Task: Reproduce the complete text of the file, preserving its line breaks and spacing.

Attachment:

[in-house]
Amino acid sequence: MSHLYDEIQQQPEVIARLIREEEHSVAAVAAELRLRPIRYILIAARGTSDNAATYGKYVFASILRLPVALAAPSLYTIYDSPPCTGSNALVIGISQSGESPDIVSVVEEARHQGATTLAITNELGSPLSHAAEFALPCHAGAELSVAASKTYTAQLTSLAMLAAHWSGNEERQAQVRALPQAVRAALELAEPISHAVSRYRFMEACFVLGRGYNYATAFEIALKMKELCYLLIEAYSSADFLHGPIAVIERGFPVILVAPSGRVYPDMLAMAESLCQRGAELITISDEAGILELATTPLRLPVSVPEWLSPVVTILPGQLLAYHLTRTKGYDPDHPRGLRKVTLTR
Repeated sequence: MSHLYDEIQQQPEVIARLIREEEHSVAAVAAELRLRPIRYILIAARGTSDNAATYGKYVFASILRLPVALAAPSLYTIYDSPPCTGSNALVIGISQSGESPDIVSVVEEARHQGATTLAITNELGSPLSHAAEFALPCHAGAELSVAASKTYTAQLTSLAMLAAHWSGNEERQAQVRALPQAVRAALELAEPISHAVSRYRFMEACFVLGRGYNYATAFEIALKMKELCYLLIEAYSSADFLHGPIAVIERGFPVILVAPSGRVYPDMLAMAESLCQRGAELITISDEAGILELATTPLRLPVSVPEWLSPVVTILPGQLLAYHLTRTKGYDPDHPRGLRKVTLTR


[in-house]
Amino acid sequence: MSHLYDEIQQQPEVIARLIREEEHSVAAVAAELRLRPIRYILIAARGTSDNAATYGKYVFASILRLPVALAAPSLYTIYDSPPCTGSNALVIGISQSGESPDIVSVVEEARHQGATTLAITNELGSPLSHAAEFALPCHAGAELSVAASKTYTAQLTSLAMLAAHWSGNEERQAQVRALPQAVRAALELAEPISHAVSRYRFMEACFVLGRGYNYATAFEIALKMKELCYLLIEAYSSADFLHGPIAVIERGFPVILVAPSGRVYPDMLAMAESLCQRGAELITISDEAGILELATTPLRLPVSVPEWLSPVVTILPGQLLAYHLTRTKGYDPDHPRGLRKVTLTR
Repeated sequence: MSHLYDEIQQQPEVIARLIREEEHSVAAVAAELRLRPIRYILIAARGTSDNAATYGKYVFASILRLPVALAAPSLYTIYDSPPCTGSNALVIGISQSGESPDIVSVVEEARHQGATTLAITNELGSPLSHAAEFALPCHAGAELSVAASKTYTAQLTSLAMLAAHWSGNEERQAQVRALPQAVRAALELAEPISHAVSRYRFMEACFVLGRGYNYATAFEIALKMKELCYLLIEAYSSADFLHGPIAVIERGFPVILVAPSGRVYPDMLAMAESLCQRGAELITISDEAGILELATTPLRLPVSVPEWLSPVVTILPGQLLAYHLTRTKGYDPDHPRGLRKVTLTR